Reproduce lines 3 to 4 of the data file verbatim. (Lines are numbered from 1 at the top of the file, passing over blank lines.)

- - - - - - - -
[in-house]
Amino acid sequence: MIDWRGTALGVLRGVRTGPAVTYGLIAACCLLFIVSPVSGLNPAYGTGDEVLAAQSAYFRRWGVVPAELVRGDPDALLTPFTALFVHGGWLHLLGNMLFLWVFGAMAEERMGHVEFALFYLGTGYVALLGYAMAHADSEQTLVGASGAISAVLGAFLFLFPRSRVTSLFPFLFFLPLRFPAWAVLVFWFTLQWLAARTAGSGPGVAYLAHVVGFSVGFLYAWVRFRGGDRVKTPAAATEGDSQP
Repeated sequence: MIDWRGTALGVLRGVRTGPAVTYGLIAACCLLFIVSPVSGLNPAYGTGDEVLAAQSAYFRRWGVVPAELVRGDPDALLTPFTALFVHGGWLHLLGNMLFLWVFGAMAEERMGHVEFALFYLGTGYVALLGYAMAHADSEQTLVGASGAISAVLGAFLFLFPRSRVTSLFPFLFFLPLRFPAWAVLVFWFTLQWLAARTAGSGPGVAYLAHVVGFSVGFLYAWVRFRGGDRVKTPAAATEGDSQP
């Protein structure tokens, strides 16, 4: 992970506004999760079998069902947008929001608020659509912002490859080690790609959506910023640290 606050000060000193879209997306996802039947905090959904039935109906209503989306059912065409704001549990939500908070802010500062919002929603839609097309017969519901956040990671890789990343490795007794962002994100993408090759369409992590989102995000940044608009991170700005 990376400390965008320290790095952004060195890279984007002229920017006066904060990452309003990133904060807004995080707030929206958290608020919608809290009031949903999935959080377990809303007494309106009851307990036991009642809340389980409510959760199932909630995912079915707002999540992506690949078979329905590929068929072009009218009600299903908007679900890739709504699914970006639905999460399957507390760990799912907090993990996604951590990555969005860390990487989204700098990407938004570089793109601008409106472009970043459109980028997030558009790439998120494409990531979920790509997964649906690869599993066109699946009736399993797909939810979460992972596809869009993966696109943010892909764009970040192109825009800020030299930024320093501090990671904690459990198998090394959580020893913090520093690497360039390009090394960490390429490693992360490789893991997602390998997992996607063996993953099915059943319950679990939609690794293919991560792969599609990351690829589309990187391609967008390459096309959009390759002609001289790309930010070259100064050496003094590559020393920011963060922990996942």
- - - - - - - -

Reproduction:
Repeated sequence: MIDWRGTALGVLRGVRTGPAVTYGLIAACCLLFIVSPVSGLNPAYGTGDEVLAAQSAYFRRWGVVPAELVRGDPDALLTPFTALFVHGGWLHLLGNMLFLWVFGAMAEERMGHVEFALFYLGTGYVALLGYAMAHADSEQTLVGASGAISAVLGAFLFLFPRSRVTSLFPFLFFLPLRFPAWAVLVFWFTLQWLAARTAGSGPGVAYLAHVVGFSVGFLYAWVRFRGGDRVKTPAAATEGDSQP
């Protein structure tokens, strides 16, 4: 992970506004999760079998069902947008929001608020659509912002490859080690790609959506910023640290 606050000060000193879209997306996802039947905090959904039935109906209503989306059912065409704001549990939500908070802010500062919002929603839609097309017969519901956040990671890789990343490795007794962002994100993408090759369409992590989102995000940044608009991170700005 990376400390965008320290790095952004060195890279984007002229920017006066904060990452309003990133904060807004995080707030929206958290608020919608809290009031949903999935959080377990809303007494309106009851307990036991009642809340389980409510959760199932909630995912079915707002999540992506690949078979329905590929068929072009009218009600299903908007679900890739709504699914970006639905999460399957507390760990799912907090993990996604951590990555969005860390990487989204700098990407938004570089793109601008409106472009970043459109980028997030558009790439998120494409990531979920790509997964649906690869599993066109699946009736399993797909939810979460992972596809869009993966696109943010892909764009970040192109825009800020030299930024320093501090990671904690459990198998090394959580020893913090520093690497360039390009090394960490390429490693992360490789893991997602390998997992996607063996993953099915059943319950679990939609690794293919991560792969599609990351690829589309990187391609967008390459096309959009390759002609001289790309930010070259100064050496003094590559020393920011963060922990996942």